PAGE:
Hi Guido - - - my comments are based on limited experience with the EPI-100, which uses the same drivers and crossover configuration as the 110 model. I want to mention that the cap in this circuit is in series with the tweeter (not parallel), and also ask where you've seen this notion of a 1.5 ohm resistor. Pic attached shows original EPI-100 crossover, which appears to have wiring connections very much like the one shown in your pic. (Pay no attention to the 8uF cap value rather than the typical 10uF - - this remains a mystery that has not been solved.) I know the wiring does not look exactly like the schematic, but I'm accepting it as accurate since the speakers sound so wonderful. And just like yours, my pot controls are 25-ohm, 5-watt.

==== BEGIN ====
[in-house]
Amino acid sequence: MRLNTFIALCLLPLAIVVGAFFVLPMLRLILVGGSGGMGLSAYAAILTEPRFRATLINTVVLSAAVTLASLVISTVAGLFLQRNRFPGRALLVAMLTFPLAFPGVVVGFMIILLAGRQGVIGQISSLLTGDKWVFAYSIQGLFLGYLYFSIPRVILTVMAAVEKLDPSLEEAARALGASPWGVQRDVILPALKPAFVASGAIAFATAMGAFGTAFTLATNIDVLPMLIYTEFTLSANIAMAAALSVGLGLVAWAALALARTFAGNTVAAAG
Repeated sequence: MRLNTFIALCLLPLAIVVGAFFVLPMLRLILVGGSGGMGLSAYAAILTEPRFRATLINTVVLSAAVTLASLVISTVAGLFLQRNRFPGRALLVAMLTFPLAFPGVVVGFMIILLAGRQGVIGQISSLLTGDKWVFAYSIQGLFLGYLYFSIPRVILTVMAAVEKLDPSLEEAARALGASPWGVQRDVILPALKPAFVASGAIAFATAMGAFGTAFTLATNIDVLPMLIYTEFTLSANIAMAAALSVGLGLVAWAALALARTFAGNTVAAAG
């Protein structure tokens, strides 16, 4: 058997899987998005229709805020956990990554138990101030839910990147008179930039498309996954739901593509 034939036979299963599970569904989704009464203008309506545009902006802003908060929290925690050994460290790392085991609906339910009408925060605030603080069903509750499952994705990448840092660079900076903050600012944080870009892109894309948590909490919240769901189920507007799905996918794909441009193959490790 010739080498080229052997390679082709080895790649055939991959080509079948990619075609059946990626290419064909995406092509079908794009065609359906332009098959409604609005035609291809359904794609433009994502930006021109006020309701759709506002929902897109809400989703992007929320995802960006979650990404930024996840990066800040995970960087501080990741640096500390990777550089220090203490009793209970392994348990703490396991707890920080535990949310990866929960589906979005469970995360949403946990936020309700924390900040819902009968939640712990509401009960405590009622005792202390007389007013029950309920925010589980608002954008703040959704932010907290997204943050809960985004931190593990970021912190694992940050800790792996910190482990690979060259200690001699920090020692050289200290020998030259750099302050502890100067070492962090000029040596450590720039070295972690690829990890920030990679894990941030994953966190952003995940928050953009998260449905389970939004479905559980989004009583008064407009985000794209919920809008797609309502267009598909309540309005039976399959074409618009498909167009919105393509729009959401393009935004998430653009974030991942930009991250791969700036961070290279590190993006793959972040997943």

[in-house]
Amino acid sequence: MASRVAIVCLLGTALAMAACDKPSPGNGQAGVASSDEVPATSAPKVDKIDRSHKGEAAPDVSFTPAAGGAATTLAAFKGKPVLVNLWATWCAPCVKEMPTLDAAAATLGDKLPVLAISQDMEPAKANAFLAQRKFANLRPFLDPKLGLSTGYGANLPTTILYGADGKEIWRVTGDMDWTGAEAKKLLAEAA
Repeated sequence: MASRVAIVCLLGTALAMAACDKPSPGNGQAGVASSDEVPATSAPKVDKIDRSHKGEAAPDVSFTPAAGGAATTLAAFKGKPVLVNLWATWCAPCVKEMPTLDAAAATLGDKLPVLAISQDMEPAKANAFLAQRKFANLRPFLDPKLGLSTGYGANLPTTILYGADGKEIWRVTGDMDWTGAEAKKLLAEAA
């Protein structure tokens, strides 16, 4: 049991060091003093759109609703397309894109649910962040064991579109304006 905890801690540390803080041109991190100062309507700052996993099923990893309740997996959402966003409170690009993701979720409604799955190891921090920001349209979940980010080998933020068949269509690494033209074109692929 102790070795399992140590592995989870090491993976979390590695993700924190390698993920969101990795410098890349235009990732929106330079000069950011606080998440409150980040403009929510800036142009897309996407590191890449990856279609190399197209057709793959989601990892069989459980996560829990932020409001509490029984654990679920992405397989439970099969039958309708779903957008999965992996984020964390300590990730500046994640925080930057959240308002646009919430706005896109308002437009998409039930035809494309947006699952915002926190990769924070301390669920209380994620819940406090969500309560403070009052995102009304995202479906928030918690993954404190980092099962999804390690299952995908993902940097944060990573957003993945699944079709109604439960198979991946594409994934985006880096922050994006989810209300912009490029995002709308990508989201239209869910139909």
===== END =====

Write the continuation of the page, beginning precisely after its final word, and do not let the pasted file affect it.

19. The 4x speaker will typically show noticeable improvement after a re-cap, particularly if the original caps were the large wax block type, but the replacement caps need not be anything too exotic. One thing to be aware of with the 4x is that it uses a cap value (20uF) which is abnormally large for a tweeter circuit. The Daytons that Larry mentioned will work fine. Mundorf makes a wide variety of excellent and suitable capacitors in many price ranges, but it is unclear which model of Mundorf cap you are considering. The Mundorf MCap Classic has a white body and is available at 250V and 400V for a 22uF cap value, with the 250V version having 29x44 mm dimensions. Many restorers like these for crossovers, even if they are slightly more costly than more common brands of poly caps. The Mundorf MCap Supreme Classic has a black body, but I think is only available at 600V for 22uF cap value. This cap is very large with dimensions of 50x106 mm (2" dia by 4" length) and will be rather expensive. If you do proceed with this re-cap project, do not forget to inspect and diagnose the tweeter pot controls - - these will certainly require careful maintenance or full replacement if you wish to get the most out of your restored classic speakers. During this process, take a few moments to closely inspect the drivers, too.